(b) review of secondary literature from law, political science and political sociology, both linked but also unrelated to European integration studies; and
(c) review of reports and policy documents by national and international organisations pertaining to the situation of human rights in different countries, but also to socio-legal issues such as the national provisions of anti-discrimination law and schemes of legal aid, among others;

In addition to the above research, the implementation of the LEGAPOLIS project also involved conducting 30 interviews with lawyers and activists from civil society organisations, with representatives from public law firms and human rights organisations, and with ECtHR's judges and legal experts from the Court's Registry. These interviews were conducted in Italy, the UK, Greece, and France. About 2/3 of the interviews were conducted face to face, and another 1/3 were conducted via skype in order to save time and resources. These interviews provide an invaluable source of information and documentation that cannot be obtained from official documents or secondary literature. They have been indispensable in bringing to light the social and political mobilisation processes that centre on human rights law, as well as the transnational networks of lawyers and activists that have over time been created and have spread, helping diffuse awareness about the Convention and legal activism around the Strasbourg Court.

On the basis of the empirical research described above, the project findings show that judicial attention to minority, immigrants and asylum seekers'issues at the European level has been the outcome of growing processes of legal activism, in which minority advocates and human rights defenders have increasingly engaged over the past 15-20 years. Such activism has evolved and taken variable forms over time and across different issue areas. On the whole, it has grown increasingly transnational, with far-reaching consequences for the emergence of a transnational civil society at the European and regional level in the human rights field.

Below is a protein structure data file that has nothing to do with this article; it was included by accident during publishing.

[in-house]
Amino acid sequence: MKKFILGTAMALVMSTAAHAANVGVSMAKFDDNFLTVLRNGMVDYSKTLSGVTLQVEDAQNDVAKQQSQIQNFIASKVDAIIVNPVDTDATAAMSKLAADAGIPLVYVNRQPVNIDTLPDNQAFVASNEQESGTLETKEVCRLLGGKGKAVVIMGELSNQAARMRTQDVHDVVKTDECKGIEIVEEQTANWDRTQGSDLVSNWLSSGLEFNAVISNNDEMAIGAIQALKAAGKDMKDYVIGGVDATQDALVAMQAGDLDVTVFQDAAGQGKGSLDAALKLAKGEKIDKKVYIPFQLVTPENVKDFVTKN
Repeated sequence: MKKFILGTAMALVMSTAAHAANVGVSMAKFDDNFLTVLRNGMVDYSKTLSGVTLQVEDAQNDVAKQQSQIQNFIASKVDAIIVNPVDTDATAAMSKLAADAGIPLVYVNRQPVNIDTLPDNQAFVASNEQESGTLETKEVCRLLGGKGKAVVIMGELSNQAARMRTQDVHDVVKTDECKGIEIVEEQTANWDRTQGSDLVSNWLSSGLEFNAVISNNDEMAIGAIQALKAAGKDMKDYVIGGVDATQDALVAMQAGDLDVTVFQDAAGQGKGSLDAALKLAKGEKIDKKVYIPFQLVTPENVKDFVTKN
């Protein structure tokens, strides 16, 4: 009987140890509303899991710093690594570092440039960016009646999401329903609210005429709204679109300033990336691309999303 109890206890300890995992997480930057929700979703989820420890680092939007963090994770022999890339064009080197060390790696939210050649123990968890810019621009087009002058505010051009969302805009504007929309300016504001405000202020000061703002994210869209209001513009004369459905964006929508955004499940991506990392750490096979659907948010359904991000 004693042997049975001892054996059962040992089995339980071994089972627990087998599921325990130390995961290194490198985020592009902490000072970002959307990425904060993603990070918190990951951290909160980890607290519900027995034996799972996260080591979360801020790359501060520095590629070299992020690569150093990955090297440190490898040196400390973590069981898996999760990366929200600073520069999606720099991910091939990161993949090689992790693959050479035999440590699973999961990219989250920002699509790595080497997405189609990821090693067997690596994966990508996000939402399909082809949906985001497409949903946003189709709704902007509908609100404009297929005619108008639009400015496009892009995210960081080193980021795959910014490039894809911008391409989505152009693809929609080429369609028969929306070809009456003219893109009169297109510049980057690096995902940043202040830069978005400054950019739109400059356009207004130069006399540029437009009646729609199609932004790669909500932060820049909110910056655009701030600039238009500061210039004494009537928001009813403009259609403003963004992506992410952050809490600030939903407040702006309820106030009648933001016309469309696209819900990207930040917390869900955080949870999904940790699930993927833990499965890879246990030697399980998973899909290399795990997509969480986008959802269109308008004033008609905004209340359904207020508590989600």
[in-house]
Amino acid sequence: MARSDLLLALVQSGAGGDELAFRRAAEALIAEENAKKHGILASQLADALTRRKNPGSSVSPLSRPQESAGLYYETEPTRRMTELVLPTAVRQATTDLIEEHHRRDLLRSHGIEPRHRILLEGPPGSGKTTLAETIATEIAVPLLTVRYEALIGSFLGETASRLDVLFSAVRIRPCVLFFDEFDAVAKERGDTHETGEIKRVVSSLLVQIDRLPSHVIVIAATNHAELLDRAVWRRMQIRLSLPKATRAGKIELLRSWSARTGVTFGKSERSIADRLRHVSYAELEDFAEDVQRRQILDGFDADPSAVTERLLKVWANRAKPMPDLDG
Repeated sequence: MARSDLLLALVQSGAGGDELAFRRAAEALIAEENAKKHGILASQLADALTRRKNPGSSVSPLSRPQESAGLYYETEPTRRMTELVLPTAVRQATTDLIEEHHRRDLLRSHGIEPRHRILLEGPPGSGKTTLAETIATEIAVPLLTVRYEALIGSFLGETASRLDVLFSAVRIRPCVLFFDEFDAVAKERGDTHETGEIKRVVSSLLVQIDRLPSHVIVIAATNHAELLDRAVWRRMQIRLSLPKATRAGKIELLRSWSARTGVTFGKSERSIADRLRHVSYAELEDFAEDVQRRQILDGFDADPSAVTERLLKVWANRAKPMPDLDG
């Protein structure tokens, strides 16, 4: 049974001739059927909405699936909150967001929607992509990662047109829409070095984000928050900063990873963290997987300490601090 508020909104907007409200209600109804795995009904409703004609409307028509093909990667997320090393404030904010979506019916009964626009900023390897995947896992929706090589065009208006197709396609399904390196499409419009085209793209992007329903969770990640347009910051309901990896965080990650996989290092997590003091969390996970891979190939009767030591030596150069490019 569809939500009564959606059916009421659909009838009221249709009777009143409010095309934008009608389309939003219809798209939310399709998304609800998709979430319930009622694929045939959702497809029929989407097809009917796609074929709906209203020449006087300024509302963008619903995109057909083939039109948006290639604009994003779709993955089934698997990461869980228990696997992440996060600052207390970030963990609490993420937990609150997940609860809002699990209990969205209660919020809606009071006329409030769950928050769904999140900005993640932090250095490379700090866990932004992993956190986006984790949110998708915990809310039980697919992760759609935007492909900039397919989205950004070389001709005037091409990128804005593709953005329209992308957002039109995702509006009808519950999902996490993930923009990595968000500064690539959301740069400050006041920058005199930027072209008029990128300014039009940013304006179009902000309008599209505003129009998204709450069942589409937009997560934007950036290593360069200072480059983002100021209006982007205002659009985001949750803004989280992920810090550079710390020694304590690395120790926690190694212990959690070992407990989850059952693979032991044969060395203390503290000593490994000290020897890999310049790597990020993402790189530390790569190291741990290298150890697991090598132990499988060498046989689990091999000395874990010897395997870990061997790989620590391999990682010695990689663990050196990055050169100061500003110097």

While human rights legal activism originally emerged in some countries (i. e. the UK, where substantial legal support structures have been present, much more so than in other countries) it has tended to spread beyond these states. What has contributed to its transnationalisation has been a) the creation of specialised and professional NGOs, some of which specialise in particular areas of rights (i. e. Roma) and/or their ability to gain access to resources and funding either from organisations like the European Union or from large private foundations (i. e. Soros); b) the creation and rapid expansion of dense networks among committed lawyers and activists across countries, especially from the 1990s onwards, and c) funding made available both from national sources but also international donors